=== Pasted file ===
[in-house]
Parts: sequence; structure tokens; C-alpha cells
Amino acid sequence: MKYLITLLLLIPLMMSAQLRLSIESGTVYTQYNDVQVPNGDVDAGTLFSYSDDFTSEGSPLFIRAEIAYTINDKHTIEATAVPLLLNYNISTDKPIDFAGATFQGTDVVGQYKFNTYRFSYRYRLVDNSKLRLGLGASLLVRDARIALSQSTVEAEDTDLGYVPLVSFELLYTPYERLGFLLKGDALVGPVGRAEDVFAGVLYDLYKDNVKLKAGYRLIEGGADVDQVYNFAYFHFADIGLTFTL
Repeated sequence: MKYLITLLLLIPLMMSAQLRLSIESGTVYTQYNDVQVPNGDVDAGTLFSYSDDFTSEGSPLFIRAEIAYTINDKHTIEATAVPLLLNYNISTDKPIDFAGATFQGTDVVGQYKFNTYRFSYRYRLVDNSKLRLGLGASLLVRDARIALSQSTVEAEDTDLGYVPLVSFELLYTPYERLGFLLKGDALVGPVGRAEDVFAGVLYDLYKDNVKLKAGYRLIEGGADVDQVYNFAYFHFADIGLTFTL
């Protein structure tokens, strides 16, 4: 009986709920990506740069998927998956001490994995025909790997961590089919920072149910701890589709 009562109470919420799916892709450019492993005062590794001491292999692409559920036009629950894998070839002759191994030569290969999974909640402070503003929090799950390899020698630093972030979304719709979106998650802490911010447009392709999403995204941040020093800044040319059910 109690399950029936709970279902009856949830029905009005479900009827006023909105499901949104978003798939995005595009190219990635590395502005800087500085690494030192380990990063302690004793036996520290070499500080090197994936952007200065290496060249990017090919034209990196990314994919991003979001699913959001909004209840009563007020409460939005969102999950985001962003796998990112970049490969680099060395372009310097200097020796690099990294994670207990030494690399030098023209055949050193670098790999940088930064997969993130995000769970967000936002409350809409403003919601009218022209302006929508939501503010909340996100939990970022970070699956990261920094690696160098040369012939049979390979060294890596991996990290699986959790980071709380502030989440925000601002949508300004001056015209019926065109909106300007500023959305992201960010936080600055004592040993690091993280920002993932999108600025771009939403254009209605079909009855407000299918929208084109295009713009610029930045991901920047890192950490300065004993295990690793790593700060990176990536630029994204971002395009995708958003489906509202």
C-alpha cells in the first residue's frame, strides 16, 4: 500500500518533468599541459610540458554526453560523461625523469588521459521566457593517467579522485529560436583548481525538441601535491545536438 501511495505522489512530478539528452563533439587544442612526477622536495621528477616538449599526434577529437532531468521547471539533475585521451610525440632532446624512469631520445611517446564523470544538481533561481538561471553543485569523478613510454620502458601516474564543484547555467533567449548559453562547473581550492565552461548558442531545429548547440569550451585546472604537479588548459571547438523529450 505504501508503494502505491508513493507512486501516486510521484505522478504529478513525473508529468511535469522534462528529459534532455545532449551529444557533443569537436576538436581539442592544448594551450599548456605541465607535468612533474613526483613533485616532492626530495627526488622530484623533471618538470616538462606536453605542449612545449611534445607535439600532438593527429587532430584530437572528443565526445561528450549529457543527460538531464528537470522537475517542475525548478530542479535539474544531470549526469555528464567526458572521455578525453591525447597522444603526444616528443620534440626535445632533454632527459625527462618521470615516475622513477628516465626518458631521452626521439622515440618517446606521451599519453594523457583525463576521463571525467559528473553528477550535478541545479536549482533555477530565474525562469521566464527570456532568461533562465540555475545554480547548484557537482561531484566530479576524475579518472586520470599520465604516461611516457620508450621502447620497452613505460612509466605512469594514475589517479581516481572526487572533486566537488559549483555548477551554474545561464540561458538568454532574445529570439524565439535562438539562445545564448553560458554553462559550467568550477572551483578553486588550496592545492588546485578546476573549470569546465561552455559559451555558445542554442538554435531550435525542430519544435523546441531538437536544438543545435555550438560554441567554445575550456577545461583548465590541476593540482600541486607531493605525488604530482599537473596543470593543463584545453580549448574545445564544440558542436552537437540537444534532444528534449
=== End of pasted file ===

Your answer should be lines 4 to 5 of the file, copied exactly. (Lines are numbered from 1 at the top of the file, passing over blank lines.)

Repeated sequence: MKYLITLLLLIPLMMSAQLRLSIESGTVYTQYNDVQVPNGDVDAGTLFSYSDDFTSEGSPLFIRAEIAYTINDKHTIEATAVPLLLNYNISTDKPIDFAGATFQGTDVVGQYKFNTYRFSYRYRLVDNSKLRLGLGASLLVRDARIALSQSTVEAEDTDLGYVPLVSFELLYTPYERLGFLLKGDALVGPVGRAEDVFAGVLYDLYKDNVKLKAGYRLIEGGADVDQVYNFAYFHFADIGLTFTL
């Protein structure tokens, strides 16, 4: 009986709920990506740069998927998956001490994995025909790997961590089919920072149910701890589709 009562109470919420799916892709450019492993005062590794001491292999692409559920036009629950894998070839002759191994030569290969999974909640402070503003929090799950390899020698630093972030979304719709979106998650802490911010447009392709999403995204941040020093800044040319059910 109690399950029936709970279902009856949830029905009005479900009827006023909105499901949104978003798939995005595009190219990635590395502005800087500085690494030192380990990063302690004793036996520290070499500080090197994936952007200065290496060249990017090919034209990196990314994919991003979001699913959001909004209840009563007020409460939005969102999950985001962003796998990112970049490969680099060395372009310097200097020796690099990294994670207990030494690399030098023209055949050193670098790999940088930064997969993130995000769970967000936002409350809409403003919601009218022209302006929508939501503010909340996100939990970022970070699956990261920094690696160098040369012939049979390979060294890596991996990290699986959790980071709380502030989440925000601002949508300004001056015209019926065109909106300007500023959305992201960010936080600055004592040993690091993280920002993932999108600025771009939403254009209605079909009855407000299918929208084109295009713009610029930045991901920047890192950490300065004993295990690793790593700060990176990536630029994204971002395009995708958003489906509202």